Remake of 'Raiders' ingenious, remarkably well done
Posted June 18, 2016
"RAIDERS OF THE LOST ARK: THE ADAPTATION" — 2½ stars — Eric Zala, Angela Rodriguez, Chris Strompolos, Kurt Zala, Ted Ross, Alan Stenum, Michael Bales, William Coon, Clay LaGrone, Sam Cummings; not rated; Tower Theater
"Raiders of the Lost Ark: The Adaptation" is a remarkable, surprisingly watchable, homemade, frame-by-frame copy of the original "Raiders of the Lost Ark," put together by a fearless group of youngsters during their summer vacations.
As Indiana Jones, a history teacher with a penchant for uncovering trouble in his research expeditions, tries to locate the lost ark, he battles evil, danger and ancient curses in "Raiders of the Lost Ark" (rated PG), starring Harrison Ford, directed by Steven Spielberg, and the story by George Lucas, which was released in 1981.
The group of a half dozen movie-making kids, led by Eric Zala, worked on filming all but one scene from 1982 to 1989 in Mississippi, including in their basements and living rooms, transforming water heaters into ancient temples and miraculously re-creating the scary fire scenes without burning down their houses, Zala said in a question and answer at the LDS Film Festival earlier this year. Their mothers thought they were playing downstairs, he said.
And they were as they hung from fast-moving trucks and escaped from snakes and spiders. They ran through fields and markets. They made five versions of the huge boulder Indiana has to try to outrun, Zala said. They staged sword fights and fist fights and matched the blocking of the original film seamlessly.
Directed by Zala, who was 11 when they started, with Jayson Lamb creating the special effects and Chris Strompolos starring in the lead role, "Rolling Boulder Films" made the tribute film out of imagination and spare parts without their mothers ever really realizing what they were doing, according to information during the festival's forum.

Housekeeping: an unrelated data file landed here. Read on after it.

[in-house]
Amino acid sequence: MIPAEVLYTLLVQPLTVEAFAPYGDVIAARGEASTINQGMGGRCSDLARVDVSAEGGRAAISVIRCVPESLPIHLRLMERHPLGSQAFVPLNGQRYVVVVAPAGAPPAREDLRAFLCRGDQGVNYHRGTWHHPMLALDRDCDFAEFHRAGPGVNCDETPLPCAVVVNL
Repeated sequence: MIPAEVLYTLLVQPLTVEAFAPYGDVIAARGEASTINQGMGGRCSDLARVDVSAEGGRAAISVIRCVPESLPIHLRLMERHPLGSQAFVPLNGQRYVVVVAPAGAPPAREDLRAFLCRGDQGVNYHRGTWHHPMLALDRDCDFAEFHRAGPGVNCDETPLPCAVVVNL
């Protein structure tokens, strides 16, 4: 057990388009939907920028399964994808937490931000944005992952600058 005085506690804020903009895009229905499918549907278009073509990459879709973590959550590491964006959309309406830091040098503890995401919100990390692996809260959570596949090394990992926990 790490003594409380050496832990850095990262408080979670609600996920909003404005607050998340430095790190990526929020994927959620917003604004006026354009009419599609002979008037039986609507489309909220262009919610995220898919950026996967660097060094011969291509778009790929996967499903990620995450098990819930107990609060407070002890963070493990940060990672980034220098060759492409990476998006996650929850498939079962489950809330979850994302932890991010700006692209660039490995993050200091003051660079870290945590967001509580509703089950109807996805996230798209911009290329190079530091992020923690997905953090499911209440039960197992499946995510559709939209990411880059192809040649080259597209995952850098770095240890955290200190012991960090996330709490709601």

They begged and borrowed to get costumes and props, including the use of a submarine, and — 25 years later — an airplane.
For every Christmas and birthday, they requested something they could use: an Indiana Jones' hat and whip, a fedora for the villain, straw baskets for the street market, Zala said.
They recruited a friend, Angela Rodriguez, for the role of Marion, brothers Eric and Kurt Zala and neighborhood chums Alan Stenum, Michael Bales and William Coon for the villain and his henchmen. Eric Zala stepped in to play multiple roles.
The end result is a fun watch even though it's a bit shaky in places and the sound levels aren't what viewers may be used to in a movie. The blocking is almost perfect and Ford's reactions and expressions throughout are impressive as done by Strompolos. Thus the humor is retained.
The kids' ages, of course, change as the movie progresses but it's really quite amusing to see pint-size bad guys take on an older and now larger Indiana Jones.
It's interesting to see what the kids came up with to duplicate the monkey in the story (they used a puppy), the natives, the ark and the rats (some pet gerbils). They handled the love scene quite well, especially given the actors' ages and inexperience.
The final scene was filmed in 2014 — about 25 years after they finished the rest of the film. They brought in some professionals to set off the explosions and battled impossible weather as it rained for nine days, Zala said at the festival. They had to worry now about about safety and the health and welfare of the crew, Zala said.
Zala said that he, Stompolos and Jayson Lamb, who helped film and edit their adaptation, met with Spielberg and that Spielberg agreed to endorse the film on its cover: "To this day … still the best piece of flattery George (Lucas) and I have ever received."
Ford is also aware that a bunch of "Mississippi kids" made their own Indiana Jones movie, Zala said.
A 95-minute documentary titled "Raiders! The Story of the Greatest Fan Film Ever Made" about Zala, Stompolos and Lamb was produced by Tim Skousen and directed by Jeremy Coon and was also screened at the LDS Film Festival and received the Audience Choice Award in the Feature Films category.
"Raiders of the Lost Ark: The Adaptation" is novel and it's pleasing fans as it works its way around the world. It's showing at various film festivals, and copies of the reworked DVD and digital downloads are available. See raidersguys.com for information.
Both the documentary and the film are being shown at the Tower Theatre this weekend.
"Raiders of the Lost Ark: The Adaptation" is not rated, but likely PG; running time: 100 minutes.
Sharon Haddock is a professional writer with more than 35 years' experience, 17 at the Deseret News. Her personal blog is at sharonhaddock.blogspot.com.